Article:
Friday’s most anticipated band (for me) Archgoat took the stage next. Despite the prevalent sound problems that had afflicted every other band of the day, Archgoat’s no-nonsense sound, rooted in thick, bass driven cacophony didn’t detract from their performance at all. The set was stellar and it’s fair to say that the accusation of "it all sounds the same" can be applied to them but if you know Archgoat, you know what to expect; and they delivered. Hands down the best set of the day, aggressive, tight and pummelling.
Rounding out the day was Dutch death metal legends Pestilence. Finally the sound was correct for the first time that day, the rhythm and lead guitars were audible and the swapped solos were all distinct and intelligible. Musically Pestilence are one of those bands that just "sound like death metal", I can’t say it was sublime but the effort they put in was great. Of all of the bands playing they probably did the best job of engaging with the crowd, summoning circle pits and stirring the crowd into a frenzy. Tonally, they may have been sounded like most current death metal bands but they were tight, engaging and a fitting end to the first night.
Inside of Art Factory Mechanica
Kicking off the 2nd day was Severoth, the issues with sound that had marred some of the bands the day before now came into full force. I almost feel like a disclaimer is needed at this point for Saturday as practically every band’s performance was unbalanced, bass heavy and lacking in presence for additional elements. Regarding Severoth’s performance what can I say, I couldn’t distinguish anything, each song bled into the next with little dynamics or texture.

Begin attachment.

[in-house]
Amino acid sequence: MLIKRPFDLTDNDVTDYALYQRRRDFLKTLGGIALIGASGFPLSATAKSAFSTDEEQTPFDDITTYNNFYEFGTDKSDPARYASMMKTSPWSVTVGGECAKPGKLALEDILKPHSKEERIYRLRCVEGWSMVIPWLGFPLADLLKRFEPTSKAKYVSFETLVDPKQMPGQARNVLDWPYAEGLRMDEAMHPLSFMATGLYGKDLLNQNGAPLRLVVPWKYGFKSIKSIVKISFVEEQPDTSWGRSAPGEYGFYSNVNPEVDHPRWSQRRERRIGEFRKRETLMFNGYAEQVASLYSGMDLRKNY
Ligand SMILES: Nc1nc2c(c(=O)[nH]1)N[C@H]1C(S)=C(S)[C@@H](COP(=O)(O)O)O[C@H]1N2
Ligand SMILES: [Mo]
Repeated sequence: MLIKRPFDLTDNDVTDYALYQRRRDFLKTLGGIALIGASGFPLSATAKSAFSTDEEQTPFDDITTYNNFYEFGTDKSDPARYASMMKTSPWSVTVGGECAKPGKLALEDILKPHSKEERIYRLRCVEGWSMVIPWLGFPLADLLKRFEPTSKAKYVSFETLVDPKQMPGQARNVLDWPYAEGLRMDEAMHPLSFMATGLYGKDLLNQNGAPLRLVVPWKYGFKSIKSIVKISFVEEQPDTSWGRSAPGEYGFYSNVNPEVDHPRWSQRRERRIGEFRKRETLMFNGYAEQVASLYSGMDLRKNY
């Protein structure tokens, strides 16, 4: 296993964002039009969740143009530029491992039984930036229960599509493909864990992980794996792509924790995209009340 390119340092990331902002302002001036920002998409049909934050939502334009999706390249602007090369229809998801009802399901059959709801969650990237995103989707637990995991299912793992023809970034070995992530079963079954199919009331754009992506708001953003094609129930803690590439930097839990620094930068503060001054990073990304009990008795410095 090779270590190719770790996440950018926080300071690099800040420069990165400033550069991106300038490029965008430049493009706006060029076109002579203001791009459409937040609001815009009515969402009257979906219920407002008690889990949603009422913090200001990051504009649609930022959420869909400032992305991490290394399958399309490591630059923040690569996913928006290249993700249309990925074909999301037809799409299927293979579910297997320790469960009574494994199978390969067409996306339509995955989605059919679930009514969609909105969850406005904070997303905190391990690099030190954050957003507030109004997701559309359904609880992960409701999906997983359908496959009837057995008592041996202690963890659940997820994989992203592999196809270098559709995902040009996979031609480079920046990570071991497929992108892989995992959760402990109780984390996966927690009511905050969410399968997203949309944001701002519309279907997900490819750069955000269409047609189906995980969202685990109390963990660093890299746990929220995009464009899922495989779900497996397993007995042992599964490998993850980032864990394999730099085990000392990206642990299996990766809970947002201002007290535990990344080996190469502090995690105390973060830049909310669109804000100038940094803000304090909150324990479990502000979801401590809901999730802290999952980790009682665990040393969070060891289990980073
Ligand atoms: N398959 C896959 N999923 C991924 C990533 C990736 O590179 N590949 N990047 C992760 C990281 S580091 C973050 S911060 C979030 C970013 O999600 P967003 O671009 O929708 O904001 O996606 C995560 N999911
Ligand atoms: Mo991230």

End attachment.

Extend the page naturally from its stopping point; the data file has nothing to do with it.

The next surprise for me was White Ward, another post-black act, hailing Odesa I have to commend them. Their set despite the atrocious sound was engaging and poignant, the added element of live saxophone created an atmosphere that truly set them apart from the majority of the bands playing. Let it be noted that White Ward do not have the "Ukrainian sound", this is clearly a band involved in creating their own art in their own vision, and whilst they may not be a band I’d pick to listen to on a regular basis, they surely made a statement and let their presence be known.
Agatus followed and to say it was underwhelming would be to oversell it, I can’t remember anything of this set, despite apparently watching it. Take from that what you will...
People during Hate Forest performance
Perhaps the most anticipated act for most was the appearance of a reformed Hate Forest with an apparent one off show (I remember Emperor saying something similar!) with no recording of the event allowed. A gig of pure exclusivity. A concept that surely enticed a majority of the fests attendees, at least judging by the amount of Hate Forest shirts being worn. For those fans, they surely delivered and I would dare to say that they drew the largest crowd of the whole weekend. Their performance was well received and a huge talking point by most.
Tech-death band Demilich was next and whatever technicality, soundscapes, textures and dynamics that were performed were missed, not a single thing was heard. Surely a disappointment for those fans eager to see them.
Belgian black metal horde Enthroned were up next and they played a solid set, not my cup of tea for black metal but from what I saw it was competently played… once again the sound was a challenge, with the lead riffs barely intelligible.
The final act of the night was Necrophobic, a band whom this (not so) humble reviewer slated when they released their last album. To be fair, they put on a good show and it’s evident that they’re a band that are very used to playing live and engaging the crowd. They managed to build the atmosphere for the final set of the day and although they may be a middle of the road black band (especially considering their Swedish heritage) it was one of the most engaging performances of the weekend.